This article investigates the reasons why the EU tried to promote environmental norms in the Doha round. It argues that the EU's support of a ‘greener’ World Trade Organization stems from tensions between the rigidity of the domestic dynamics of positive integration in the EU and the increased bindingness of negative integration commitments undertaken under the WTO. Consensual decision-making procedures in the EU led societal groups to push for stringent food safety and environmental regulations in the EU, and made them very resistant to change. These dynamics of positive integration, however, produced rules that were inconsistent with negative integration commitments undertaken under the WTO, at a time when the creation of a quasi-judicial dispute settlement mechanism in the trade regime had greatly increased the bindingness of WTO rules. As a result of the twofold effect of domestic and international institutional constraints, EU decision-makers were subject to compelling incentives to try and strengthen legitimate exceptions from WTO rules and immunise European regulation against WTO legal challenges. Empirical evidence on how the EU shaped its trade-and-environment agenda in the run-up to the Doha Round in 2001, as well as how it negotiated in the subsequent period, lends support to the argument.

The EU as Promoter of Environmental Norms in the Doha Round / Poletti, Arlo; D., Sicurelli. - In: WEST EUROPEAN POLITICS. - ISSN 0140-2382. - 35:4(2012), pp. 911-932. [10.1080/01402382.2012.682351]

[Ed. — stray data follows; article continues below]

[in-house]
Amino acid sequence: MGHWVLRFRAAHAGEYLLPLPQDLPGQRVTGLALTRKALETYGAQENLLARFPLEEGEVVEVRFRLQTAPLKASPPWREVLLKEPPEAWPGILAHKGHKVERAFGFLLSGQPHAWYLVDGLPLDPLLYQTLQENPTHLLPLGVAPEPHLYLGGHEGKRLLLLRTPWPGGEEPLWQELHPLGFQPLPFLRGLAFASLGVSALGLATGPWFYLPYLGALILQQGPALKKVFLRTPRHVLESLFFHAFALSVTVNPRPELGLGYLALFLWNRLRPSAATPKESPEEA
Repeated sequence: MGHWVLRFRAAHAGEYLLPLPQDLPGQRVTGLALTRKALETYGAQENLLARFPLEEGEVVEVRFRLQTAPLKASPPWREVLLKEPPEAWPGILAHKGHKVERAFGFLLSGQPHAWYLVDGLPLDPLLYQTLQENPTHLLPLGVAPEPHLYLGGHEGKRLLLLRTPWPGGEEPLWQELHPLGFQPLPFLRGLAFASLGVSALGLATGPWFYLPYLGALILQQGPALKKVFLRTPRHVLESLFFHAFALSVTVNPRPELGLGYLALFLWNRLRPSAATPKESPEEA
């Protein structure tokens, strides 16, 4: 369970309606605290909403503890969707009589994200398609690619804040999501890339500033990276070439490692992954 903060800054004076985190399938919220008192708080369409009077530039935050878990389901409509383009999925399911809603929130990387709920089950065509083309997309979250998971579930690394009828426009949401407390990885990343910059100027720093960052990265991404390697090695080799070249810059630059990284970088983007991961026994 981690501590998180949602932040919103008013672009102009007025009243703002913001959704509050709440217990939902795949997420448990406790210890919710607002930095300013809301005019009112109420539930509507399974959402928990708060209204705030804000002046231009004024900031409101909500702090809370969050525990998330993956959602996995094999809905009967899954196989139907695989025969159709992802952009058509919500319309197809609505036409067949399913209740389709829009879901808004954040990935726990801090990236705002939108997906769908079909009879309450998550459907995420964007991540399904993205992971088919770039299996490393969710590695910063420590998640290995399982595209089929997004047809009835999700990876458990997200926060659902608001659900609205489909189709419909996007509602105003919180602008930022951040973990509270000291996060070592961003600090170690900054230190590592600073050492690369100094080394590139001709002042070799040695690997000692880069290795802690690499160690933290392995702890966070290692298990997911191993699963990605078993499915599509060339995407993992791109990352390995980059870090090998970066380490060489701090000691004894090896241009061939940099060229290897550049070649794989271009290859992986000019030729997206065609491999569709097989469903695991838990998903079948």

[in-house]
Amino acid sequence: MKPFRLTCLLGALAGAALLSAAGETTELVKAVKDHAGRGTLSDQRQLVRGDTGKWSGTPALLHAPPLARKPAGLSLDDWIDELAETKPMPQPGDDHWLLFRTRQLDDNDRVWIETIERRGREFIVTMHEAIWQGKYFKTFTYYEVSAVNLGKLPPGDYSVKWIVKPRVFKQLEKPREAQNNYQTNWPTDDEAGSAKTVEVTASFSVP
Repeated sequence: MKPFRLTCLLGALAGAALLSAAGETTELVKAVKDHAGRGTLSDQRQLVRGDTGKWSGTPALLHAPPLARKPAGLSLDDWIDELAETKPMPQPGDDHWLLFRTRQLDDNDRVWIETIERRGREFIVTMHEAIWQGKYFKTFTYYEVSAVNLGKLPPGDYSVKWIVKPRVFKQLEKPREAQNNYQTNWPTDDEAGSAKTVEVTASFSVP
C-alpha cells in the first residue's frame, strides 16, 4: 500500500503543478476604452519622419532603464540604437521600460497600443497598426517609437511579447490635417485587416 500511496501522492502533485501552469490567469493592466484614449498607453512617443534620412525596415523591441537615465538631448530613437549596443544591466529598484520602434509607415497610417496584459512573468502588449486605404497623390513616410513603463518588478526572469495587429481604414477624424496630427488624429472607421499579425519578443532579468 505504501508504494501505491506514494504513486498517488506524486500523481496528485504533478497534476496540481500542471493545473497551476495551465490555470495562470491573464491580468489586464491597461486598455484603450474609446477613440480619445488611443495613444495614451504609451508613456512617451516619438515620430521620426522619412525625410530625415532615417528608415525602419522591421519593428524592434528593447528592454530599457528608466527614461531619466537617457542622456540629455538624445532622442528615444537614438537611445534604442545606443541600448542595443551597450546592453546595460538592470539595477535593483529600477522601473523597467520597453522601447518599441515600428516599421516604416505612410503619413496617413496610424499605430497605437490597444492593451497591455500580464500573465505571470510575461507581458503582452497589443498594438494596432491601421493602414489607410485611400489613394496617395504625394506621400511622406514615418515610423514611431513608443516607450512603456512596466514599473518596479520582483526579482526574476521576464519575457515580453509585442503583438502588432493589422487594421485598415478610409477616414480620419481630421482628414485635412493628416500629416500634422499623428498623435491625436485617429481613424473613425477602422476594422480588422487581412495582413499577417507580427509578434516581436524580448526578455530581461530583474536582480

The EU as Promoter of Environmental Norms in the Doha Round

POLETTI, ARLO;
2012

Abstract

This article investigates the reasons why the EU tried to promote environmental norms in the Doha round. It argues that the EU's support of a ‘greener’ World Trade Organization stems from tensions between the rigidity of the domestic dynamics of positive integration in the EU and the increased bindingness of negative integration commitments undertaken under the WTO. Consensual decision-making procedures in the EU led societal groups to push for stringent food safety and environmental regulations in the EU, and made them very resistant to change. These dynamics of positive integration, however, produced rules that were inconsistent with negative integration commitments undertaken under the WTO, at a time when the creation of a quasi-judicial dispute settlement mechanism in the trade regime had greatly increased the bindingness of WTO rules. As a result of the twofold effect of domestic and international institutional constraints, EU decision-makers were subject to compelling incentives to try and strengthen legitimate exceptions from WTO rules and immunise European regulation against WTO legal challenges. Empirical evidence on how the EU shaped its trade-and-environment agenda in the run-up to the Doha Round in 2001, as well as how it negotiated in the subsequent period, lends support to the argument.
The EU as Promoter of Environmental Norms in the Doha Round / Poletti, Arlo; D., Sicurelli. - In: WEST EUROPEAN POLITICS. - ISSN 0140-2382. - 35:4(2012), pp. 911-932. [10.1080/01402382.2012.682351]
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Utilizza questo identificativo per citare o creare un link a questo documento: http://hdl.handle.net/11385/66256
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